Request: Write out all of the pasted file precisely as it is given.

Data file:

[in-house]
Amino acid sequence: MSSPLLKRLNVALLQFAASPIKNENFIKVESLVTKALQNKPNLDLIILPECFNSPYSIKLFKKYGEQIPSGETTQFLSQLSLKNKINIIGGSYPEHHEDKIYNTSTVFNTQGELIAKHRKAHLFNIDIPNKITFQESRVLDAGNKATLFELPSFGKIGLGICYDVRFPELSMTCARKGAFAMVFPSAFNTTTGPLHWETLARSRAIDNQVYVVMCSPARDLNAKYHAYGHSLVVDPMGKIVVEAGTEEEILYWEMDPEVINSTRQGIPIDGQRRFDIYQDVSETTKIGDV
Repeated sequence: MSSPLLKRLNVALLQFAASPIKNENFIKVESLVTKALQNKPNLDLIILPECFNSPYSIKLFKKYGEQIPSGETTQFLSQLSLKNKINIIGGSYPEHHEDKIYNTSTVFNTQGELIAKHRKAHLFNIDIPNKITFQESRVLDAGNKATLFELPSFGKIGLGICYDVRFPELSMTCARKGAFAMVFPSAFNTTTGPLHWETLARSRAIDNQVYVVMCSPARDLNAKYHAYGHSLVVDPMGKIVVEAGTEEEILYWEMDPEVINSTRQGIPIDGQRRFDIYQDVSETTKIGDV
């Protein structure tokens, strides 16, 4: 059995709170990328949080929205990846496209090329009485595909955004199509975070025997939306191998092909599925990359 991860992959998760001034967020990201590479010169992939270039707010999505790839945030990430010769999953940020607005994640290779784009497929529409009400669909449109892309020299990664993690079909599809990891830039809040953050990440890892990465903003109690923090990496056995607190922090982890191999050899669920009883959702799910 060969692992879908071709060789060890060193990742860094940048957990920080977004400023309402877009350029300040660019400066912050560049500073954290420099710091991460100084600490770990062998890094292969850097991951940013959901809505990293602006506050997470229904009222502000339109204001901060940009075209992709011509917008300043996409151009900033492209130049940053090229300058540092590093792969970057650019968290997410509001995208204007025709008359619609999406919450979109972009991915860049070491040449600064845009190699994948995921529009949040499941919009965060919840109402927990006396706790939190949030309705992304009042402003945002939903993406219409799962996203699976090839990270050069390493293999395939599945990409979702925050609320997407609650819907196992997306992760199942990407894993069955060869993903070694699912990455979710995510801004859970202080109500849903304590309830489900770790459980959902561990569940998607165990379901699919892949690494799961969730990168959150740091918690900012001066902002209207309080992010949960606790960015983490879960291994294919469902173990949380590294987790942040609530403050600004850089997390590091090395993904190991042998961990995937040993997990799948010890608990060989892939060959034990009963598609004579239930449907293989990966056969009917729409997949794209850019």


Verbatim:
[in-house]
Amino acid sequence: MSSPLLKRLNVALLQFAASPIKNENFIKVESLVTKALQNKPNLDLIILPECFNSPYSIKLFKKYGEQIPSGETTQFLSQLSLKNKINIIGGSYPEHHEDKIYNTSTVFNTQGELIAKHRKAHLFNIDIPNKITFQESRVLDAGNKATLFELPSFGKIGLGICYDVRFPELSMTCARKGAFAMVFPSAFNTTTGPLHWETLARSRAIDNQVYVVMCSPARDLNAKYHAYGHSLVVDPMGKIVVEAGTEEEILYWEMDPEVINSTRQGIPIDGQRRFDIYQDVSETTKIGDV
Repeated sequence: MSSPLLKRLNVALLQFAASPIKNENFIKVESLVTKALQNKPNLDLIILPECFNSPYSIKLFKKYGEQIPSGETTQFLSQLSLKNKINIIGGSYPEHHEDKIYNTSTVFNTQGELIAKHRKAHLFNIDIPNKITFQESRVLDAGNKATLFELPSFGKIGLGICYDVRFPELSMTCARKGAFAMVFPSAFNTTTGPLHWETLARSRAIDNQVYVVMCSPARDLNAKYHAYGHSLVVDPMGKIVVEAGTEEEILYWEMDPEVINSTRQGIPIDGQRRFDIYQDVSETTKIGDV
């Protein structure tokens, strides 16, 4: 059995709170990328949080929205990846496209090329009485595909955004199509975070025997939306191998092909599925990359 991860992959998760001034967020990201590479010169992939270039707010999505790839945030990430010769999953940020607005994640290779784009497929529409009400669909449109892309020299990664993690079909599809990891830039809040953050990440890892990465903003109690923090990496056995607190922090982890191999050899669920009883959702799910 060969692992879908071709060789060890060193990742860094940048957990920080977004400023309402877009350029300040660019400066912050560049500073954290420099710091991460100084600490770990062998890094292969850097991951940013959901809505990293602006506050997470229904009222502000339109204001901060940009075209992709011509917008300043996409151009900033492209130049940053090229300058540092590093792969970057650019968290997410509001995208204007025709008359619609999406919450979109972009991915860049070491040449600064845009190699994948995921529009949040499941919009965060919840109402927990006396706790939190949030309705992304009042402003945002939903993406219409799962996203699976090839990270050069390493293999395939599945990409979702925050609320997407609650819907196992997306992760199942990407894993069955060869993903070694699912990455979710995510801004859970202080109500849903304590309830489900770790459980959902561990569940998607165990379901699919892949690494799961969730990168959150740091918690900012001066902002209207309080992010949960606790960015983490879960291994294919469902173990949380590294987790942040609530403050600004850089997390590091090395993904190991042998961990995937040993997990799948010890608990060989892939060959034990009963598609004579239930449907293989990966056969009917729409997949794209850019």